What’s your motivation?
And is it really that different to mine?
If you google motivation, you’ll see that there are more than one thousand million results listed.
So, let’s save you from having to read all of those posts and summarise the issues that matter, right here 😉
Do you need to know this?
Well, if you’re already achieving everything you want in your life, then possibly not.
Otherwise, this could help you (or someone you care about) a lot because, whilst your biggest life goals won’t be easy to achieve, you’ll find more energy to reach for them – if they’re aligned to your fundamental motivators.
So, what are your fundamental motivators?
Well, the good news is that they’re no different to mine or to those of anyone else.
Sure, a detailed motivational profile might tell you about a long list of motivators – and show how you’re different to those you work for, or who work for you, or your loved ones. And understanding those differences might help you manage yourself better – and build better relationships with others.
But at a fundamental level, it helps to understand that we’re all driven by the same three things – as outlined (with research evidence to support them) in Dan Pink’s, appropriately named, book, ‘Drive – the surprising truth about what motivates us’
In a nutshell, we’re all looking for Mastery, Autonomy and Purpose… or, as behavioural Psychologist, Scott Geller describes them: Competence, Choice and Community.
Interestingly, Geller added a fourth motivator, ‘consequences’ to his list, although you could say that consequences simply move you towards (or away from) one of your primary goals. (Mastery, autonomy or purpose)
Indeed, you could even simplify this further by saying that consequences are everything.
That’s certainly the conclusion of Economics writers Stephen Levitt and Stephen Dubner who, in their book ‘Superfreakonomics’ distilled years of detailed research about human behaviour into this simple statement:
People respond to incentives … although not necessarily in ways that are predictable.
However, I think we should expand their motivational rule of life (just a little) to add in the dimension of time.
So, my personal summary of what drives people to ‘do stuff’ would be this:
People respond to incentives, though not always in predictable ways …
… and hardly at all, if they’re a long way off.
With motivation – ‘time’ is key
There’s no question that the time to our goals affects our motivation… and especially on our bigger life goals.
So, we can help ourselves – or anyone else we want to motivate – if we’re open and honest about this fact.
It really doesn’t matter whether we’re working on our wealth or our health… we can’t solve a big problem overnight.
We need time, and lots of it, to achieve those big life goals. And that’s a challenge – because most of us don’t like waiting for results, most of the time.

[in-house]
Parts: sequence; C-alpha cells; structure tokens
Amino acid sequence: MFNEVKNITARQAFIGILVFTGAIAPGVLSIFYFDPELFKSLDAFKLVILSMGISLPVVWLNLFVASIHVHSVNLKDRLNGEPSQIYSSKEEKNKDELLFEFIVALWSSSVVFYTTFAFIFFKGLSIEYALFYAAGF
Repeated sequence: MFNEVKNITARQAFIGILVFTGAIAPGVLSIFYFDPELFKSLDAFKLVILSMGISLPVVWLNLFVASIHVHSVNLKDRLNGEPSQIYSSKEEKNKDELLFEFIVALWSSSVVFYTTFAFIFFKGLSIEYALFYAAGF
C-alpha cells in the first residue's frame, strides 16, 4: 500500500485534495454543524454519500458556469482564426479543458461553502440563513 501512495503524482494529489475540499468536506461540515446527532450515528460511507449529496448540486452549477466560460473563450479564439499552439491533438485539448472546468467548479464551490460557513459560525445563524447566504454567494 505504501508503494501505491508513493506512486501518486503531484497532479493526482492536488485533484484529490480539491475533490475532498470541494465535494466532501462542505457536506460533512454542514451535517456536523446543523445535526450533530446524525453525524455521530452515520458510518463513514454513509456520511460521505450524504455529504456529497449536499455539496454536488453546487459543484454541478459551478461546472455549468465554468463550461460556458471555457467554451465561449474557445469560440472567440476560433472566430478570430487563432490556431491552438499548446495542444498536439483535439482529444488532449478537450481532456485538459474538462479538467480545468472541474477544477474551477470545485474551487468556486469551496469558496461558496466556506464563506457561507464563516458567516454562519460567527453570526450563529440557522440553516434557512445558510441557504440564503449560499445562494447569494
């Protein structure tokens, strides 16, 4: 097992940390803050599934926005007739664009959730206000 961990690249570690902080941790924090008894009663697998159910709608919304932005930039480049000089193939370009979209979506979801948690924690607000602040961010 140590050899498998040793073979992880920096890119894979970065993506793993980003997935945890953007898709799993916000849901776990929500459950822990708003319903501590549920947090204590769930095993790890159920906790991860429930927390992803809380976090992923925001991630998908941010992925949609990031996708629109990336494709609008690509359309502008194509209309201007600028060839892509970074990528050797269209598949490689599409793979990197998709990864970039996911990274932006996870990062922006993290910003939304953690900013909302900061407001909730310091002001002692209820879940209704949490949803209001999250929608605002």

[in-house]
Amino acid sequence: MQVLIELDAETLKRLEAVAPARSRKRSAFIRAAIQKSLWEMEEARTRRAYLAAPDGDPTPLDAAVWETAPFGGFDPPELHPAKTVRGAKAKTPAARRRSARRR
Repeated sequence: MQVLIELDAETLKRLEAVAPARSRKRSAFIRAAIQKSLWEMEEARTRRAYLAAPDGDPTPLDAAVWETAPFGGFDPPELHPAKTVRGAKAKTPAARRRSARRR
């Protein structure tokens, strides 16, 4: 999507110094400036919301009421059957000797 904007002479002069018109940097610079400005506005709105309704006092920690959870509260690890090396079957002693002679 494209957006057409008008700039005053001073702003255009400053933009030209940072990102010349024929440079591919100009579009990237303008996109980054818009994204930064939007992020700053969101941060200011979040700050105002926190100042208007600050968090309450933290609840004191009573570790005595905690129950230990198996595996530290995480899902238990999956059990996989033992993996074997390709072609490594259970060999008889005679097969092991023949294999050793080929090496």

That much is obvious with children – as has been proven many times with the famous ‘marshmallow test’
If you’ve not yet seen this one (and even if you have) watch it now.
It’s a brilliantly funny example of childhood impatience.
And let’s just remember that at a different scale, we all – children and adults – prefer quick and easy results.
Indeed, our impatience is such a challenge for us that I devoted a whole chapter to the issue in my first book, ‘Who can you trust about money?’
But I don’t want to test your patience today. So, I’ll draw this Insight to a close here 😉
We can build on these motivational foundations next time.
The bottom line
First, at a fundamental level, we’re all looking for the same four ‘big things’ in life:
- Relationships that work – with colleagues, friends and family
- Autonomy (aka freedom)
- Mastery of the activities we undertake.
- And a Purpose to those activities.
So, if you like mnemonics, we’re all looking to R.A.M.P. things up in our lives and setting goals related to those things will motivate us more.
Second, we all struggle (to some degree) with the fact that big goals take a lot of time and effort to achieve.
So, it makes sense to break big goals down into ‘bite-sized’ chunks… and to focus on the efforts we put into our work (or learning) rather than the end results.
What we do, day in and day out, is really all we can control… but we can be smarter about it and here are seven ways to achieve more of your goals.
Next time, we’ll explore why we often get stuck on our big life goals, even if we understand the points above. And I’ll offer you ideas for getting unstuck, simply by changing three words you use every day…
(I’ve distilled these proven ideas from the works of world-leading Psychologists and Sports Coaches)
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